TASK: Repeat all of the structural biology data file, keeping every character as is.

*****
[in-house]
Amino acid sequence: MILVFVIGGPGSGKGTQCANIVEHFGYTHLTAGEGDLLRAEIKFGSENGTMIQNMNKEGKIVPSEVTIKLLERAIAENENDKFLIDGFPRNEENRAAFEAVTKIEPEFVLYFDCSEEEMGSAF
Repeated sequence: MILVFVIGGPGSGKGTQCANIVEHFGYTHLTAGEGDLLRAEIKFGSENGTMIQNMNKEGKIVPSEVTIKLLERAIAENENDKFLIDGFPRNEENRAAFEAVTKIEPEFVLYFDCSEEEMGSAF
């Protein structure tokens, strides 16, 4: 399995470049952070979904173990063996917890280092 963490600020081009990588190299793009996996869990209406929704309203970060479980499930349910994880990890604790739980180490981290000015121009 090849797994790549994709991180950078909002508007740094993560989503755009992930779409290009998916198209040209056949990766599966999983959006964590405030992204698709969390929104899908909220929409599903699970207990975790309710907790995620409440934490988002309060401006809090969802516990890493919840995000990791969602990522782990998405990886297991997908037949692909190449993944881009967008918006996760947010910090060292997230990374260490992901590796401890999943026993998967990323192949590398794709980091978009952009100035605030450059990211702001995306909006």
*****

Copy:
[in-house]
Amino acid sequence: MILVFVIGGPGSGKGTQCANIVEHFGYTHLTAGEGDLLRAEIKFGSENGTMIQNMNKEGKIVPSEVTIKLLERAIAENENDKFLIDGFPRNEENRAAFEAVTKIEPEFVLYFDCSEEEMGSAF
Repeated sequence: MILVFVIGGPGSGKGTQCANIVEHFGYTHLTAGEGDLLRAEIKFGSENGTMIQNMNKEGKIVPSEVTIKLLERAIAENENDKFLIDGFPRNEENRAAFEAVTKIEPEFVLYFDCSEEEMGSAF
């Protein structure tokens, strides 16, 4: 399995470049952070979904173990063996917890280092 963490600020081009990588190299793009996996869990209406929704309203970060479980499930349910994880990890604790739980180490981290000015121009 090849797994790549994709991180950078909002508007740094993560989503755009992930779409290009998916198209040209056949990766599966999983959006964590405030992204698709969390929104899908909220929409599903699970207990975790309710907790995620409440934490988002309060401006809090969802516990890493919840995000990791969602990522782990998405990886297991997908037949692909190449993944881009967008918006996760947010910090060292997230990374260490992901590796401890999943026993998967990323192949590398794709980091978009952009100035605030450059990211702001995306909006």